The Seattle Seahawks weren’t the only ones celebrating when Peyton Manning and the Denver Broncos misplayed the Super Bowl’s opening play from scrimmage into a safety. Bettors were rejoicing as well.
For the third straight year, a safety was scored in the Super Bowl, a blow for Las Vegas sportsbooks forced to pay off one of the most popular annual bets in the National Football League championship game. The odds were about 8-1 for a safety, and 50-1 for it being the game’s first score.
“We lost $62,000 twelve seconds into the game,” Jimmy Vaccaro, who manages the race and sportsbook at the South Point Casino in Las Vegas, said in an e-mail. “A sizable scream went out when it occurred.”
Broncos center Manny Ramirez snapped the ball over the head of quarterback Manning and into the end zone at MetLife Stadium in East Rutherford, New Jersey, giving the Seahawks an early 2-0 lead with the fastest score in Super Bowl history. Seattle went on to a 43-8 win and their first title.
Chamath Palihapitiya, a minority owner of the National Basketball Association’s Golden State Warriors and an original member of Facebook Inc.’s management team, last night posted a photo on his Twitter account of a ticket showing he won $10,500 on a $2,000 bet there would be a safety.
U.K. bookmaker William Hill Plc said it paid $1,250 on a $25 wager at one of its Las Vegas sports books that a Seattle safety would be the first score of the game.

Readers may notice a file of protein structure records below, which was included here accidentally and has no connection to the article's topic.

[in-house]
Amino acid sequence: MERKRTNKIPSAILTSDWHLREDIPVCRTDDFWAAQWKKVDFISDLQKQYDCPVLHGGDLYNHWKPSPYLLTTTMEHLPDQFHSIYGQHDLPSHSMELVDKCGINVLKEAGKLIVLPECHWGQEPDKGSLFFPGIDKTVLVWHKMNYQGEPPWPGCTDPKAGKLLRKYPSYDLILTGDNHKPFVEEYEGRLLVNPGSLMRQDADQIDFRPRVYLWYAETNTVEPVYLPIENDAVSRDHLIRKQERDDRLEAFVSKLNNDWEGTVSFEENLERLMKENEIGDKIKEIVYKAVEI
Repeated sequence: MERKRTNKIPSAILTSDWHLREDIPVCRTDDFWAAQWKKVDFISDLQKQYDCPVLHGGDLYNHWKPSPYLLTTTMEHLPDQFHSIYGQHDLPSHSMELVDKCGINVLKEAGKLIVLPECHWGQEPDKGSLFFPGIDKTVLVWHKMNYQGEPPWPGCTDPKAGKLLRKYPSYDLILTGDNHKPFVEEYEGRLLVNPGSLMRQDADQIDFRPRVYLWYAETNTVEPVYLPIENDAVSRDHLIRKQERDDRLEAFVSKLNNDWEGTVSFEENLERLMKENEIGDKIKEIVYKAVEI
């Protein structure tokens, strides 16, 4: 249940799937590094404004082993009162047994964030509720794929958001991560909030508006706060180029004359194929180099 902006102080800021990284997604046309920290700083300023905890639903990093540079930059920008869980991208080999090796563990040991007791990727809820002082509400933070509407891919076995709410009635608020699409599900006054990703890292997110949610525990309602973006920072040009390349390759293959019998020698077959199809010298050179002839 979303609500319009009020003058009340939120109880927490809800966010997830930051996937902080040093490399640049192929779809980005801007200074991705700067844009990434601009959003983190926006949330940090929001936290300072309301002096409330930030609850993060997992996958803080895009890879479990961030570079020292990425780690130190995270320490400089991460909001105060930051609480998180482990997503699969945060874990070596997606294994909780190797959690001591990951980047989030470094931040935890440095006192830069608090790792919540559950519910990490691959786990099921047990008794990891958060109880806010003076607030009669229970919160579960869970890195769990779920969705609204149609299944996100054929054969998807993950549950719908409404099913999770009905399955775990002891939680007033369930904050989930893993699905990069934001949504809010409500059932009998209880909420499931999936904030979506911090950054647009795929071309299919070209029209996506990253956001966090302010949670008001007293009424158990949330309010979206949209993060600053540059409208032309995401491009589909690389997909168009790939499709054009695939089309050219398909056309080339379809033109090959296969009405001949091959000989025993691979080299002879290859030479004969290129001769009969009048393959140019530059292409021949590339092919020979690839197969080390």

While the safety proposition bet was a loser for Nevada’s sportsbooks, RJ Bell of Las Vegas-based handicapping information website Pregame.com said the game’s result overall was probably a positive one for oddsmakers. Bell estimates that 68 percent of bets were on the Broncos, who were 2 1/2-point favorites, with only 32 percent on the Seahawks.
No Super Bowl underdog had a bigger margin of victory than the Seahawks, who became the fourth team to win the game by 35 or more points. The odds that Seattle would win by between 34 and 38 points were 100 to 1.
This year’s Super Bowl is expected to set a record for wagering, surpassing the record handle of $98.9 million set last year at Nevada sportsbooks, Vaccaro said. The Nevada Gaming Control Board will release the official Super Bowl betting totals later this week. Legal wagering on the game in Nevada accounts for less than 1 percent of the total handle, according to Bell, who estimates than more than $10 billion was bet on the Super Bowl worldwide.